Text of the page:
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Re: Random[Real,{0,1},$MachinePrecision] isn't MachineNumber[] ???!!
*To*: mathgroup at christensen.cybernetics.net
*Subject*: [mg920] Re: Random[Real,{0,1},$MachinePrecision] isn't MachineNumber[] ???!!
*From*: rubin at msu.edu (Paul A. Rubin)
*Date*: Sun, 30 Apr 1995 03:54:42 -0400
*Organization*: Michigan State University
In article <3nkbjg$mq8 at news0.cybernetics.net>,
pehowland at taz.dra.hmg.gb (Paul E. Howland) wrote:
->I've experienced the following problem with Mathematica V2.2.4 for
->OSF/1. I'm writing a package, and want to be able to pass the desired
->precision as an option. This will be used, amongst other things, to
->generate a Random[] number of the desired precision. If the machine's
->own precision is being used I want to use a Compile[]'ed function on
->the random number, otherwise I want to use a pure Function[].
->
->When I generate a random number, with machine precision, as below
->In[1] := Random[Real,{0,1},$MachinePrecision]
->Out[1] := 0.3739679783533225
->and then apply a Compile[]'ed function to it, Compile[] complains with
->CompiledFunction::cfr: Argument `1` at position 1 should be a machine
->sized real number.
->
->Indeed, if I ask
->In[2] := MachineNumberQ[%1]
->Out[2] := False
->
->!@@?!##$%
->
->If using $MachinePrecision with Random[] doesn't give me a
MachinePrecision
->number, what does?!
->
->However, if I use:
->In[3] := N[Random[Real,{0,1}],$MachinePrecision]
->Out[3] := 0.98857067609012
->In[4] := MachineNumberQ[%]
->Out[4] := True
->
->Note that In[1] gives me a number with 16 digits after the decimal, and
->In[3] gives me a number with 14 digits after the decimal. However,
->the Precision[] of both is claimed to be 16, and $MachinePrecision is
->also claimed to be 16.
->
->I'm confused!
->
->Paul Howland
->Long Range Ground Radar Systems
->DRA Malvern
->UK
I did a little experiment, cranking out randoms with Random[ Real, {0, 1},
$MachinePrecision ] and then "converting" them with N[] (whose default
precision is $MachinePrecision). I did it on a PC running Windows, so
$MachinePrecision is 16. I measured precision and accuracy of every
number, before and after conversion, and tested each with MachineNumberQ.
I only ran a few number numbers, so by chance the closest I got to 0 was
about 0.0044, which is pertinent.
To summarize the results:
(a) the numbers generated by Random[] always had accuracy 16, had
precisions from 14 to 16 (the smaller the number, the lower the precision),
and never passed the MachineNumberQ[] test;
(b) the output from N[] always had precision 16, had accuracy from 16 to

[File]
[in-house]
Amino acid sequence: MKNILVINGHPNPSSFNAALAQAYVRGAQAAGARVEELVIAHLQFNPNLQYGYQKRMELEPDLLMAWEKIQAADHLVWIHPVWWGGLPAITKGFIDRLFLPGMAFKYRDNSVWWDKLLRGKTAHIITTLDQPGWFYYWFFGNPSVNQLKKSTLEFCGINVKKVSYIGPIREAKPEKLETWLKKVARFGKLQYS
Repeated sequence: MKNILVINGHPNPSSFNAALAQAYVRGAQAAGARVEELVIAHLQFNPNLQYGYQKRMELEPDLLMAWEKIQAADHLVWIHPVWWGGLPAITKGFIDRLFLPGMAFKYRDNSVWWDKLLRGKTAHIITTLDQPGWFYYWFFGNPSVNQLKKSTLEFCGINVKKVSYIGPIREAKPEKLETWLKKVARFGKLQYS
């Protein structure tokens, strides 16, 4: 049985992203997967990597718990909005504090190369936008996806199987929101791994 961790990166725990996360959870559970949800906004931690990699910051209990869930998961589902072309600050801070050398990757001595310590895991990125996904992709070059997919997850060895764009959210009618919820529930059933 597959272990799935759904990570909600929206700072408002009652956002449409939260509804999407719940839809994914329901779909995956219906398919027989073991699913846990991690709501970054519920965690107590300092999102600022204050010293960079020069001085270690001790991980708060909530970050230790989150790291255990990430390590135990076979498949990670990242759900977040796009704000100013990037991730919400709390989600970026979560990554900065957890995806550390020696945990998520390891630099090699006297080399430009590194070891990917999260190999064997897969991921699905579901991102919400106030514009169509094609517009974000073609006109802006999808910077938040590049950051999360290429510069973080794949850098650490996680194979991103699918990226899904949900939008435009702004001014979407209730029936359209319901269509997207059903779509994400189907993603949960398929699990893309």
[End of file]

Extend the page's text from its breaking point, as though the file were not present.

18 (the smaller the number, the higher the accuracy), and always passed the
MachineNumberQ[] test.
From this it would appear that the third argument to Random[] is being
interpreted as an accuracy target, not a precision target (the wording of
the textbook and on-line help notwithstanding). In contrast, N[]
interprets the precision target correctly (as precision, not accuracy).
Now, if the output of Random[] has precision less than $MachinePrecision,
it stands to reason that it would fail the MachineNumberQ[] test. The only
part I'm not clear on is why Random[] outputs with accuracy and precision
both equal to $MachinePrecision still failed the test. More precisely (no
pun intended), I wonder what it is about them that allows Mma to
distinguish them from numbers generated by N[], also with accuracy and
precision equal to $MachinePrecision, which MachineNumberQ[] accepts. It
must be something in the internal representation of the numbers. Their
heads are Real in both cases.
In any event, your confusion is justified. Interpreting argument three as
an accuracy target is either (a) a bug, (b) a lapse in the documentation,
or (c) a feature. (Unless (d) I'm misinterpreting something.)
Paul
**************************************************************************
* Paul A. Rubin Phone: (517) 432-3509 *
* Department of Management Fax: (517) 432-1111 *
* Eli Broad Graduate School of Management Net: RUBIN at MSU.EDU *
* Michigan State University *
* East Lansing, MI 48824-1122 (USA) *
**************************************************************************
Mathematicians are like Frenchmen: whenever you say something to them,
they translate it into their own language, and at once it is something
entirely different. J. W. v. GOETHE
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